"Here is my story – you are not the only one"
How a mother of a child with Down syndrome began to help other children with the syndrome
Now Ekaterina Filonets is fighting not only for Tanya's rights, but also for the rights of other people with Down syndrome in Belarus. She is the chairman of the Down Syndrome. Inclusion. association. We talked about what the association managed to achieve over 5 years of work, what difficulties Ekaterina faced and how her personal experience helps other parents.
"Parents themselves often do not know how to behave with a child with the syndrome"
When Tanya was 2.5 months old, we went to an Early Intervention Center in Minsk. It was the first time there that I heard: "Congratulations on the birth of your daughter!" It gave me goosebumps. It was the first time I realized I was a mother.
Now, when mothers of children with the syndrome turn to me, I first of all congratulate them on the birth of their children. For some reason, people don't know how to behave and what to say when a woman gives birth to a special child.
Parents in their turn often do not know how to behave with the child – what to do and where to go. Our organization is aiming to help them. We advocate for the full inclusion of people with Down syndrome in all areas of society. We do a lot to prevent children with the syndrome from being abandoned in the maternity hospital.
Together with the Early Intervention Centers, supported by UNICEF Belarus, we have conducted training for neonatologists, pediatricians and doctors who work in maternity hospitals on how to properly inform a mother about a diagnosis and talk about it. We have also prepared brochures for maternity hospitals with basic non-frightening information about the syndrome. We have left our contacts so that we could communicate with such mothers as soon as they give birth.
Another goal of the organization is psychological support for parents. We allow parents to feel that they are not alone. When a child is born with the syndrome, many parents think they are the only ones with this problem. That it only affected them. At that moment, I, as a mother who has gone through it, as well as my colleague, another mom with a similar issue, say: "Everything will be fine, really. Look at me. Here is my story. You are not the only one. There are a lot of us. We can get through this phase together."
Here is my story
Tanya was born when I was still very young – 20 years old. It was a planned pregnancy. Both my husband and I were prepared for it: we did all the tests, took vitamins, etc.
All ultrasound check-ups were perfect. I learned about the syndrome only after Tanya was born. I stayed in hospital for pregnancy complications and suddenly Tanya's heart stopped. I had an emergency caesarean section. She was being resuscitated for a very long time, the ALV was applied. There was little chance that she would survive.
I was told about the syndrome and some neurological problems. I understand why: the future of a child with both the syndrome and neurological problems does not look that great.
When we brought Tanya home we didn't understand what to do with her. Now there is a lot of information on the Internet, but it was not the case back then. There were no supportive organizations, and the doctors didn't know much about the syndrome.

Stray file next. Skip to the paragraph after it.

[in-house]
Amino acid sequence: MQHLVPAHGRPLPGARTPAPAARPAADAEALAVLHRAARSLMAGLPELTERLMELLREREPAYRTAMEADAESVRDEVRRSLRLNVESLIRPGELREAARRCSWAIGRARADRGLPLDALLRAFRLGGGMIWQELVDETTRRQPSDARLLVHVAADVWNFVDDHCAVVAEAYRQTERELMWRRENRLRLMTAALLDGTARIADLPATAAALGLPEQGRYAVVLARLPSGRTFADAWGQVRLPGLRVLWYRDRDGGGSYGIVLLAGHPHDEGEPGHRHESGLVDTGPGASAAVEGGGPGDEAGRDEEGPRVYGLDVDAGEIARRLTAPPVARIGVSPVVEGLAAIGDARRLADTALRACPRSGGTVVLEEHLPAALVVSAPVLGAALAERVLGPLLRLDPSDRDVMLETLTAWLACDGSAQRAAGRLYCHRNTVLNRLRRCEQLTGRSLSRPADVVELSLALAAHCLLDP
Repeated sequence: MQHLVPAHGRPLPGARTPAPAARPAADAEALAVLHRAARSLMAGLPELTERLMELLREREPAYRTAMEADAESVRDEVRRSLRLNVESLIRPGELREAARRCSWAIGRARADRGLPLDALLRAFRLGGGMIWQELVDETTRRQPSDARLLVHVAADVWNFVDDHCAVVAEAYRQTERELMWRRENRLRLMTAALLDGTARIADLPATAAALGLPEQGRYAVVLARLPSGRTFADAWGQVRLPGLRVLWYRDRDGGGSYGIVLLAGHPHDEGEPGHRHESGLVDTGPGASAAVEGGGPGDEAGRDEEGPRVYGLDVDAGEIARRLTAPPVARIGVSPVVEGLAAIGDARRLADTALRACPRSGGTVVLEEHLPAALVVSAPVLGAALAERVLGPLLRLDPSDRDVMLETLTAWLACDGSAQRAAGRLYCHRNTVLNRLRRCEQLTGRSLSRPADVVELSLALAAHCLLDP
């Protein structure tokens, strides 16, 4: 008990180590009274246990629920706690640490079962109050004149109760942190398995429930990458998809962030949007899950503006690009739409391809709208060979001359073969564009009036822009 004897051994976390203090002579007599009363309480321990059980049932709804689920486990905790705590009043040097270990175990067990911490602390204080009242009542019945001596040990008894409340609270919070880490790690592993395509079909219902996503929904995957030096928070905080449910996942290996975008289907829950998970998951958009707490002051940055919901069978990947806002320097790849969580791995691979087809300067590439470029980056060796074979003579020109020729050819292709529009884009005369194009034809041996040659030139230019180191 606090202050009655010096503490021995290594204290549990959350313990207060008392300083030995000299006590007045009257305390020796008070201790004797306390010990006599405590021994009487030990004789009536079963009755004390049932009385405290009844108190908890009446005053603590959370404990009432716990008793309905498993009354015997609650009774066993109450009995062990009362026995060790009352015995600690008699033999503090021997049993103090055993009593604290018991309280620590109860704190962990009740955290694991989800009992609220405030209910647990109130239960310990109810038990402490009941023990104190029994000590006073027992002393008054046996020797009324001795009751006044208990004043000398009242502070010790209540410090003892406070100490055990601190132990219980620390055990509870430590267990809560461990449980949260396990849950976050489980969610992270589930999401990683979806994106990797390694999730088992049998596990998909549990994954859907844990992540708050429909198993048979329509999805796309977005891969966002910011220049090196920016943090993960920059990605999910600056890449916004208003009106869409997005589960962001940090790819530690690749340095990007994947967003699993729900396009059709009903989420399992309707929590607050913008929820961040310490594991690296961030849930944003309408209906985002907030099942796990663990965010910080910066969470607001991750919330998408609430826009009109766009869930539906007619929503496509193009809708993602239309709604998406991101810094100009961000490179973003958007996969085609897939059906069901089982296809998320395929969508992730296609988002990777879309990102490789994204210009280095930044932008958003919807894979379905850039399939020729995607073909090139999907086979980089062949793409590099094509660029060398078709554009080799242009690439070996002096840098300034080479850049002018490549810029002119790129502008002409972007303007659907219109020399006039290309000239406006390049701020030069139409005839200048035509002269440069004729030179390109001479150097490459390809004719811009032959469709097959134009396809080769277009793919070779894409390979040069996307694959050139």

I did not try to find the guilty or be hysterical. That's my character: if I encounter some difficulties, it is much easier for me to look for solutions than to panic and be miserable. I understood that I had a problem. I had a child who needed help. So I started looking for any information I could get.
I accidentally found out that there were Early Intervention Centers in Minsk. I was lucky as in one of them there was a place for us. I will continue thanking these people every single time I give an interview. In fact, everything that Tatyana and I have is a great merit of the Center's employees. No one has ever given me such support in my life as these people did. The specialists of the Center gave me an idea of where to go next. Of course, we were working very actively every week for 3 years in a row.
We carefully followed Tanya's health and my psychological condition. We discussed every next step. Thus, we decided that Tanya needed to start interacting in a group – she developed very well. When she was 2 years old, we attended a pre-kindergarten group several hours a day. After that, we decided that Tatyana would go to a kindergarten.
Unfortunately, the Center for Correctional and Development Training and Rehabilitation (CIKROiR) then offered only special groups at a special kindergarten. When Tanya went to a private kindergarten, she made good progress in developing her speech. I saw how important it was for her to communicate with her peers.
They didn't offer me anything, so I managed to arrange a place at a regular kindergarten. I asked the doctor to write her diagnosis not in words but in a special code – parents have a right to do that.
Tatyana went to a regular group with 35 children. There were no special conditions and tutors. I brought a letter of recommendation and statements from the Early Intervention Center and from the private kindergarten and told the educators: "Probably, hiding the diagnosis was not the right thing to do. But let's try, I beg you. If you have any difficulties that we cannot cope with together, Tanya will leave. Just give her a chance."